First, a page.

May 17, 2021

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U.S. sanctions Russia for 2020 election interference, SolarWinds hack – NBC News

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The United States is hitting Russia with fresh sanctions for interference in the 2020 presidential election, a sweeping cyberattack against American government and corporate networks and other activities.

President Joe Biden signed an executive order Thursday morning to strengthen his administration’s response to Russia, the White House said. Under the order, the Treasury Department has blacklisted six Russian technology companies that provide support to the cyber program run by Russia’s intelligence services.

Treasury also sanctioned 32 entities and individuals for “carrying out Russian government-directed attempts to influence the 2020 U.S. presidential election, and other acts of disinformation and interference,” as well as eight individuals and entities associated with Russia’s actions in Crimea.

The Biden administration is also expelling 10 personnel from the Russian embassy in Washington, D.C., including members of Russian intelligence services.

As part of its actions, the administration is “responding to reports that Russia encouraged Taliban attacks against U.S. and coalition personnel in Afghanistan,” which “is being handled through diplomatic, military, and intelligence channels” due to sensitivity of the matter and safety of forces, the White House said.

The U.S. also formally named Russia’s Foreign Intelligence Service as the perpetrator of the SolarWinds cyberattack last year, a widespread breach that tore into U.S. government agencies and dozens of corporations.

The news of the sanctions was first reported by Bloomberg.

National security adviser Jake Sullivan told reporters outside the White House that Biden informed Russian President Vladimir Putin in their call earlier this week that the U.S. would be imposing the new sanctions.

Biden told Putin that he “made a determination” that Russia took the various harmful actions outlined Thursday and told him he would respond, but not escalate tensions, Sullivan said. Biden also told Putin that he wanted to find a stable and predictable way forward in their relationship and proposed a summit meeting this summer to that end.

Thursday’s sanctions come a month after Biden publicly promised retaliation against Putin for a range of malicious activities that Washington blames on Moscow.

Biden has characterized Putin as a “killer” and said he would “pay the price” for these actions. Russia denies all of these charges, saying the intelligence community’s documentation of its 2020 election interference consisted of “baseless accusations.”

Kremlin spokesman Dmitry Peskov suggested Moscow would respond in kind to any “illegal” sanctions imposed by the U.S.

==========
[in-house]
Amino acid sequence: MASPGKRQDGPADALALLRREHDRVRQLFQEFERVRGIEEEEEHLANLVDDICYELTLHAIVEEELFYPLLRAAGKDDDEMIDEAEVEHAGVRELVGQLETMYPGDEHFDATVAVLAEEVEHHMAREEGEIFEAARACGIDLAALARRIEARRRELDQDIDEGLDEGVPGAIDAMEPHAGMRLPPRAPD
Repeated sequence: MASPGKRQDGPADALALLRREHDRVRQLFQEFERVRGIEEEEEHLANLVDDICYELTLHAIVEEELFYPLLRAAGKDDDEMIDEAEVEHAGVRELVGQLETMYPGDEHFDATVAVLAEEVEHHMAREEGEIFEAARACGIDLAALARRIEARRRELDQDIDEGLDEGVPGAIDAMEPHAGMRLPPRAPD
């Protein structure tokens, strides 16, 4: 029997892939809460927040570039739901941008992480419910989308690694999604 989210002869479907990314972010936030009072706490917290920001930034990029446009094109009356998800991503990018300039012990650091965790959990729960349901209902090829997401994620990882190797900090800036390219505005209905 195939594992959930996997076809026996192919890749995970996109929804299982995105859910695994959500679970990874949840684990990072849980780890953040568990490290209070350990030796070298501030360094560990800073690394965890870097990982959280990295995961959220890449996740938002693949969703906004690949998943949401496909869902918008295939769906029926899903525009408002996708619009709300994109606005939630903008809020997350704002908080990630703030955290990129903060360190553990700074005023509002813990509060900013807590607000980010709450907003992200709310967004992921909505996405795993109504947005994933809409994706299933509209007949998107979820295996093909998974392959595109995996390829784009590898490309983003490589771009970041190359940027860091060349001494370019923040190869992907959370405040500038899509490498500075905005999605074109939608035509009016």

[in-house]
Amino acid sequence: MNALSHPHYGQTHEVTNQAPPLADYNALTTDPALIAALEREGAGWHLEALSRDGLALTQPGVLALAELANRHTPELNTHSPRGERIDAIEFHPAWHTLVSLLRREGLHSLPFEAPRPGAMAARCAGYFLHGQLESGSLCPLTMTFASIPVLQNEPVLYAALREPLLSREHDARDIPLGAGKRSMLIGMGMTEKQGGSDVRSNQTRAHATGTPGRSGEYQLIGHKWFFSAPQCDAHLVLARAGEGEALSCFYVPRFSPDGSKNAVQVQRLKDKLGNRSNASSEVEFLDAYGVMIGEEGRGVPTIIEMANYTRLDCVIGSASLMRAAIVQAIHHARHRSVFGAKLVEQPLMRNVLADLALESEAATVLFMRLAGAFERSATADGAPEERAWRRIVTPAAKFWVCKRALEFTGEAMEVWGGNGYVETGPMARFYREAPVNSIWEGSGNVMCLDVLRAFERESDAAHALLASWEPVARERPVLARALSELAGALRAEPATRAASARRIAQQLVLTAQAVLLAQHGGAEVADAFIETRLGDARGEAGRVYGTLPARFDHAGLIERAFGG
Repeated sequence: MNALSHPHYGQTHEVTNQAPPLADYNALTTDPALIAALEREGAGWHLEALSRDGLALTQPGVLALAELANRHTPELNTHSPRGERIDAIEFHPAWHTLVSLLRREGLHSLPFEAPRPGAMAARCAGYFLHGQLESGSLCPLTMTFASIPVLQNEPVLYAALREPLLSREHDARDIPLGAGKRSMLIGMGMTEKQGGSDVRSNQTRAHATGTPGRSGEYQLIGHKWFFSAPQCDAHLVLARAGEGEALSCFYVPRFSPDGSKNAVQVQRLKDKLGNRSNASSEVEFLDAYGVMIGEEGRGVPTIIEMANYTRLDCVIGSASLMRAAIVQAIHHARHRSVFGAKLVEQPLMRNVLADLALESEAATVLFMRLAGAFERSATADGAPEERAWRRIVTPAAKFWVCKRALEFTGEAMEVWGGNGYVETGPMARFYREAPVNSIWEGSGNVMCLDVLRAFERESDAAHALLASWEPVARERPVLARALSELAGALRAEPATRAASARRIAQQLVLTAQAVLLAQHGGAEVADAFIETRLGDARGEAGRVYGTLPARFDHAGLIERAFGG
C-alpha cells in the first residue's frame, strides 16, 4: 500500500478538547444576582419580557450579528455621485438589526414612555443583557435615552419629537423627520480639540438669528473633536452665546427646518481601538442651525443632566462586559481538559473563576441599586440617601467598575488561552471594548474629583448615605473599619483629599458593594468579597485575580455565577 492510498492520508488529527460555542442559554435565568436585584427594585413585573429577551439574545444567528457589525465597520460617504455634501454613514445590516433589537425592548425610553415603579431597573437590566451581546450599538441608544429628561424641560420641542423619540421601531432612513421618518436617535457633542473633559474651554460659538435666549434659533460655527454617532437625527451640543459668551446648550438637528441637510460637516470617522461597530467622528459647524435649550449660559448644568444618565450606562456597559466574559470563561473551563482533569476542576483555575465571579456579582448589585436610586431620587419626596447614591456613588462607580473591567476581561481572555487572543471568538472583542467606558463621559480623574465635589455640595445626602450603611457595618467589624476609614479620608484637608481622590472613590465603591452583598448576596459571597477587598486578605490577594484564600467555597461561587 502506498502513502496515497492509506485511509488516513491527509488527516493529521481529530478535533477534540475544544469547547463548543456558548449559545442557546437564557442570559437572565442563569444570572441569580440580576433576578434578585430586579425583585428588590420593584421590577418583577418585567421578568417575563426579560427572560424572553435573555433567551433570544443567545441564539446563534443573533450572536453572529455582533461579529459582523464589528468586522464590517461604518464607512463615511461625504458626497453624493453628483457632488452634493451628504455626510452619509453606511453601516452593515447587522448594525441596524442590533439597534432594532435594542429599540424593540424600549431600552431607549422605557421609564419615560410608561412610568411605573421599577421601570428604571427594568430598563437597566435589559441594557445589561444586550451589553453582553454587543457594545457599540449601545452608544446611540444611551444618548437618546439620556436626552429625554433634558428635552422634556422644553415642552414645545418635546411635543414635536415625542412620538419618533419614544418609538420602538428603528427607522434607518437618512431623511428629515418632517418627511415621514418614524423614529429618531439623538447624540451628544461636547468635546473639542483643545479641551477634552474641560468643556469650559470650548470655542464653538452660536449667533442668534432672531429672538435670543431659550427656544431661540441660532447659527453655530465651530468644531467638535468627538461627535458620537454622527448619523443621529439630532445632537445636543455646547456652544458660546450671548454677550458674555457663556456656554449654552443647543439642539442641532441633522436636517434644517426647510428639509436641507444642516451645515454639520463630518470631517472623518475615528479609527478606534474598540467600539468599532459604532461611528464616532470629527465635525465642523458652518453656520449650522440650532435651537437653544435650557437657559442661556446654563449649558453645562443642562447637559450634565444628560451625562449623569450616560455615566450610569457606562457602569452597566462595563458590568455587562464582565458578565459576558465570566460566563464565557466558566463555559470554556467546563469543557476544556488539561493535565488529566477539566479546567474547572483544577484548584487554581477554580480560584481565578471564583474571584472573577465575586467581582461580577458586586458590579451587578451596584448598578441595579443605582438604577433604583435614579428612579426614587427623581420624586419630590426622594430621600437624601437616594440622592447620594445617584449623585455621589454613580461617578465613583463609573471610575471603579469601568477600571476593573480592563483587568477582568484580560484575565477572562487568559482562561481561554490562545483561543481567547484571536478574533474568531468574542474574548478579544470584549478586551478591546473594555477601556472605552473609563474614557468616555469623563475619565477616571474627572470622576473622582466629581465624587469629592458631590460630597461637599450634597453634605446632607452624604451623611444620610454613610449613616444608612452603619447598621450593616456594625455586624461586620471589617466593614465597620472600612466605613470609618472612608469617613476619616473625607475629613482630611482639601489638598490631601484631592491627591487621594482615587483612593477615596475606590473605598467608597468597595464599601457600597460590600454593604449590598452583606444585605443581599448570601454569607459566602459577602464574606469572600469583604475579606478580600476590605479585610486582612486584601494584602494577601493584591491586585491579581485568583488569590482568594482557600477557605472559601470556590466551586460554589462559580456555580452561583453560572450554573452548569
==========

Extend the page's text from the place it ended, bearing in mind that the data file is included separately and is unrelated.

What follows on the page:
“We condemn any intentions to impose sanctions, consider them illegal, and in any case the principle of reciprocity operates in this area,” he said Thursday according to Reuters. Russia did not want relations with Washington to be a case of “one step forward and two steps back,” he added.

Last month a declassified intelligence document said that Putin authorized influence operations to denigrate Biden during the 2020 presidential campaign, support then-President Donald Trump and undermine faith in American democracy.

U.S. officials also blame Russian intelligence services for the SolarWinds cyberattack, which Microsoft President Brad Smith described as “the largest and most sophisticated attack the world has ever seen.”

In January, White House press secretary Jen Psaki said the Biden administration had asked intelligence services for a full assessment of the hack and the 2020 election interference, as well as Russia’s use of “chemical weapons against opposition leader Alexei Navalny, and the alleged bounties on U.S. soldiers in Afghanistan.”

The Biden admin unveiled its first round of sanctions on Moscow for the poisoning and detention of Navalny early last month, in action coordinated with the European Union.

The sanctions expected Thursday come at a time of particular tension after Russia started amassing forces along the border with Ukraine. The Kremlin said the forces are there for a training mission, but few outside the country buy that, and the U.S. and its European allies have called on Russia to withdraw.

In a call with Putin on Tuesday, Biden proposed the two leaders meet at a summit to tackle issues including the situation around Ukraine.

Analysts say a Russian military offensive is not impossible, but many believe it’s more likely an attempt to intimidate Ukraine and a warning to the U.S. and its other Western backers not to get involved in an area it considers its backyard.

Kristen Welker, Andrea Mitchell and Abigail Williams reported from Washington, and Alex Smith reported from London.

Reuters contributed.

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